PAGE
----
Apache Airflow guarantees Idempotence (ensuring subsequent execution of any step produces the same end-result, irrespective of the number of times.), Atomicity, and Metadata Exchange. Data exchange between different components of this distributed architecture is facilitated using XCOM (cross-communication) that provided an exchange of small metadata. However, for large volumes of data, it supports shared network storage, data lake (S3) or URI based exchange through XCOM.
Parameterized representations of operators help DAG to run tasks that spawn a TaskInstance at a particular instant of time. Further, the instances within Apache AirFlow DAG are grouped into a DagRun.
Zomato Feature Store
Zomato’s restaurant business heavily relies on stream data processing to compute running orders at the restaurant at any given point. The architecture use Apache Flink that provides job level isolation for each ML model as features from each ML model maintain their separate space for research, analysis, logging and do not interact with features from other ML models.
In addition to streaming and online feature extraction, the life-cycle management of ML models are provided by MLFlow. The ML models are served to the external world via API Gateway by means of AWS Sagemaker endpoints.
Overton from Apple
Overton automates the life cycle of model construction, deployment, and monitoring by providing a set of novel high-level, declarative abstractions. It supports multi-task learning to concurrently predict several ML models in both real-time and backend production applications.
Further, the architecture allows separation between model and data with two components the tasks, which capture the tasks the model needs to accomplish, and payloads that represent sources of data, such as tokens or entity embeddings.
The model training is governed by a schema file, which acts as a guide to compile a TensorFlow model and to describe its output for downstream use. Overton also embeds raw data into a payload, which is then used as input to a task or to another payload. The payloads are either singletons (e.g., a query), sequences (e.g. a query tokenized into words or characters), and sets (e.g., a set of candidate entities).
StreamSQL Feature Store
StreamSQL Feature store is alow latency based model development framework with high throughput serving. It allows new model features to be deployed confidently with versioning with much with ease. With the use of feature definitions, consistent feature deployment is ensured across training, in serving and across production.
The architecture is also known for its ability to increase model performance by integrating features from 3rd party. It combines batch and stream processing with an immutable ledger, where each event is appended to the end of the ledger. Further, the framework at any point allows the addition of new data sources/transformations (from Flink and Spark. Files, tables, and stream), modify or create a new set of features and even analyze/discover features from feature registry.
Feature Store from Tecton
Tecton has come up with a unified architecture to develop, deploy, curate/govern and monitor a platform built to standardize high-quality features, labels, and data sets for ML models in production, ensuring the safe operation of models over time, with proper reproducibility, lineage, and logging.
Feature Pipelines for transforming your raw data into features or labels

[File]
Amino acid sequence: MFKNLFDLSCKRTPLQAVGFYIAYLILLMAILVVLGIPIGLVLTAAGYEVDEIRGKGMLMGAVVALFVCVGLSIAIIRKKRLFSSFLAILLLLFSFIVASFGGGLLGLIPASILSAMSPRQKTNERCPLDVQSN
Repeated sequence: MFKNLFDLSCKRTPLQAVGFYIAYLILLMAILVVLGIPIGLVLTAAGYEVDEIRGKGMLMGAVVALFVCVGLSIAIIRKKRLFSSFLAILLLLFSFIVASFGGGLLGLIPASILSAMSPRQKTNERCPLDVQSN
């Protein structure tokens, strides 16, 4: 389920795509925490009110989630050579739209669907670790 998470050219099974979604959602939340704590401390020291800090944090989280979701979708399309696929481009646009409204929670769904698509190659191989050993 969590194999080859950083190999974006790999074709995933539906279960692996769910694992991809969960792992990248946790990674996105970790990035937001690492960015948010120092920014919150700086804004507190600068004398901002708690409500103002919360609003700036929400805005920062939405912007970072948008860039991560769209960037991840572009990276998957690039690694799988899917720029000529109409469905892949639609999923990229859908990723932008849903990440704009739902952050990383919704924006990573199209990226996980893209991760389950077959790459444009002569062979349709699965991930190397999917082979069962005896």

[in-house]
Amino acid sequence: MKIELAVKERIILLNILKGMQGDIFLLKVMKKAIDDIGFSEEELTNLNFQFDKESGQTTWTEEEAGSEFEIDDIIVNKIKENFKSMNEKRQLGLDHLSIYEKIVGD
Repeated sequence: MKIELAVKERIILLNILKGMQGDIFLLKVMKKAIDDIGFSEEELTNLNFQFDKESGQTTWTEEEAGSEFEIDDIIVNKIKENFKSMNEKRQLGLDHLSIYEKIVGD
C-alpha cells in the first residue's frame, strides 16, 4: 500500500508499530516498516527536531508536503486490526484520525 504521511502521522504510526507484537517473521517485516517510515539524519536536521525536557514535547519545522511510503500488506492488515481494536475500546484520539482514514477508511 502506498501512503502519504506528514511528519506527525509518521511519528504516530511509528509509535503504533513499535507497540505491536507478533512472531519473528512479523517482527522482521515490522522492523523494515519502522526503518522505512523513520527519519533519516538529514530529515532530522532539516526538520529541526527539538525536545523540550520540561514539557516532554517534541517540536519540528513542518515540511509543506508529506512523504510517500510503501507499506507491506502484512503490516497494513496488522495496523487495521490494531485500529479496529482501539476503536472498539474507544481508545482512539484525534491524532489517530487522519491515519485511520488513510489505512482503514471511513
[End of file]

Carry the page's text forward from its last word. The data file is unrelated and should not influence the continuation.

- A Feature Store for storing historical feature and label data
- A Feature Server for serving the latest feature values in production
- An SDK for retrieving training data and manipulating feature pipelines
- A Web UI for managing and tracking features, labels, and data sets
- A Monitoring Engine for detecting data quality or drift issues and alerting
Hybrid Feature Store
The above figure illustrates a Hybrid Feature Store with Data Pipeline, BI Platforms (Tableau) using Apache Airflow, S3, Hopsworks Feature Store, and Data Lakes from Cloudera. The platform is capable of ingesting raw data, event or SQL data at the input.
Feature Store from Scribble data
The Feature Store provided by Scribble Data puts lots of stress on Input Data Correctness and Completeness (gaps, duplicates, exceptions, invalid values), as it is known to play an impact on ML models’ prediction. Hence it recommends a continuous check/early morning system to prevent poor quality data from coming into the system. On the reactive side, the system undertakes a continuous process to improve ML operations over time.
Here we have discussed about different architectural frameworks using Big Data (some of them are Open Source tools), ML model training and serving tools, along with orchestration layer (such as Kubernetes). Each of the component is equally important and they go hand in hand to create a real-time end to end predictive system.
- FBLearner – https://www.matroid.com/scaledml/2018/yangqing.pdf
- FBlearner https://email@example.com/how-facebook-scales-artificial-intelligence-machine-learning-693706ae296f
- MetaFlow by Netflix https://netflixtechblog.com/open-sourcing-metaflow-a-human-centric-framework-for-data-science-fa72e04a5d9
- Tensorflow Extended http://stevenwhang.com/tfx_paper.pdf
- Apache Airflow: https://mlsys.org/Conferences/2019/doc/2019/demo_7.pdf
- Survey Monkey:http://snurran.sics.se/surveymonkey.pdf
- Overton: A Data System for Monitoring and Improving Machine-Learned Products:https://arxiv.org/pdf/1909.05372.pdf
- The Hopsworks Feature Store
- Ormenisan et al, Horizontally scalable ML pipelines with a Feature
- StoreSculley et al, What’s your ML Test Score? A rubric for ML production systems
- Baylor et al,TFX: A TensorFlow-Based Production-Scale Machine Learning Platform
- Mewald et al, Drift detection for production machine learning
- CDF Special Interest Group — MLOps
- Continuous Delivery for Machine Learning
- Metaflow -Netflix https://github.com/Netflix/metaflow/tree/master/test
- HopWorks https://www.slideshare.net/dowlingjim/the-feature-store-in-hopsworks